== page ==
Lower urinary tract symptoms (LUTSs) and erectile dysfunction (ED) are substantial health concerns with a significant impact on the overall male quality of life.
To evaluate the available evidence of the association between LUTSs and ED in patients with benign prostatic hyperplasia (BPH), and discuss possible clinical implications for the management of LUTS/BPH.
A systematic review of the existing literature published between 1997 and June 2017 and available in the Medline, Scopus, and Web of Science databases was conducted using both the Medical Subject Heading (MeSH) and free-text protocols. The MeSH search was conducted by combining the following terms: "lower urinary tract symptoms," "LUTS," "benign prostatic hyperplasia," "BPH," "erectile dysfunction," "sexual dysfunction," "BPE," and "benign prostatic enlargement." The Preferred Reporting Items for Systematic Reviews and Meta-Analysis guidelines were followed.
Several community-based studies in different geographical areas have provided strong evidence of an age-independent association between LUTSs and ED. Several biological mechanisms have been proposed to explain this association, but further research is required to better understand the molecular pathways involved. It is necessary to evaluate the possible impact of the metabolic syndrome treatment on LUTS/ED management. Considering the possible relationship between LUTSs and ED, their impact on the quality of life, and the possible adverse effects associated with LUTS medical treatment, clinicians should always evaluate ED in patients with LUTSs and take the opportunity to evaluate patients reporting ED for LUTSs.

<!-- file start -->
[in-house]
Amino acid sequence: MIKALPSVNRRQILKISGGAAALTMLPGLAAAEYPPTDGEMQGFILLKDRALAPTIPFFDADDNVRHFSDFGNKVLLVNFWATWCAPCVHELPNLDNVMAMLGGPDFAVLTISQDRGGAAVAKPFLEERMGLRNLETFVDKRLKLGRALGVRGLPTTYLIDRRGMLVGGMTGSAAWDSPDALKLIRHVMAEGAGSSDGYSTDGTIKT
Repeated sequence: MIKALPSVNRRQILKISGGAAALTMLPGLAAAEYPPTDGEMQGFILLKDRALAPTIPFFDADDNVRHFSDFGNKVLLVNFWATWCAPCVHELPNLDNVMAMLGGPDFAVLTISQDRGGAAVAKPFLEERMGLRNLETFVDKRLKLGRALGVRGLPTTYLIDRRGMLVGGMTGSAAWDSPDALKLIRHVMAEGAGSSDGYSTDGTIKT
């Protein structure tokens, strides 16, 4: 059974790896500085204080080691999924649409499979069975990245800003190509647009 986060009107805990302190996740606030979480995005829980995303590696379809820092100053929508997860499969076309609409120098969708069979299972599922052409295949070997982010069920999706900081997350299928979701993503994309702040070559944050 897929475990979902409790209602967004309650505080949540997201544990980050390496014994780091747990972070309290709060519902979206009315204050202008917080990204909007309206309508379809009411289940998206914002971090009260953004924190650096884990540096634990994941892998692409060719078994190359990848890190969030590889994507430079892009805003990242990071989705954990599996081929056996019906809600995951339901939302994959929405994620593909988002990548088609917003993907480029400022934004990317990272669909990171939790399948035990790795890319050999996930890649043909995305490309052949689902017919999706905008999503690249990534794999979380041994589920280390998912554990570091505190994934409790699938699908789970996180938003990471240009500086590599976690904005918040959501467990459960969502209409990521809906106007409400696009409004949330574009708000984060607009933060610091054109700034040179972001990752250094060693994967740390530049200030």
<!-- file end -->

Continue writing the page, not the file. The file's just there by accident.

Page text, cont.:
Data from the peer-reviewed literature suggest the existence of an association between LUTS/BPH and ED, although their casual relationship has not been established yet. Emerging data also suggest that pathophysiological mechanisms involved in the metabolic syndrome are key factors in both disorders. Considering the association, it is also recommended that men presenting with LUTSs or ED should be evaluated for both disorders. A better understanding of the molecular pathways behind this association may also help identify new possible targets and develop novel therapeutic approaches to manage LUTSs and ED.
In this manuscript, we report on all the available evidence linking erectile dysfunction and lower urinary tract symptoms. Our findings suggest the existence of a strong relationship between these two conditions. On the basis of these findings, we recommend that clinicians always explore both conditions in male patients presenting with either of symptoms.
European urology focus. 2017 Nov 27 [Epub ahead of print]
Cosimo De Nunzio, Claus G Roehrborn, Karl-Erik Andersson, Kevin T McVary
Department of Urology, Sant'Andrea Hospital, "La Sapienza" University, Roma, Italy. Electronic address: ., Department of Urology, University of Texas Southwestern Medical Center, Dallas, TX, USA., Institute of Clinical Medicine, Aarhus University, Aarhus, Denmark., Southern Illinois University School of Medicine, Springfield, IL, USA.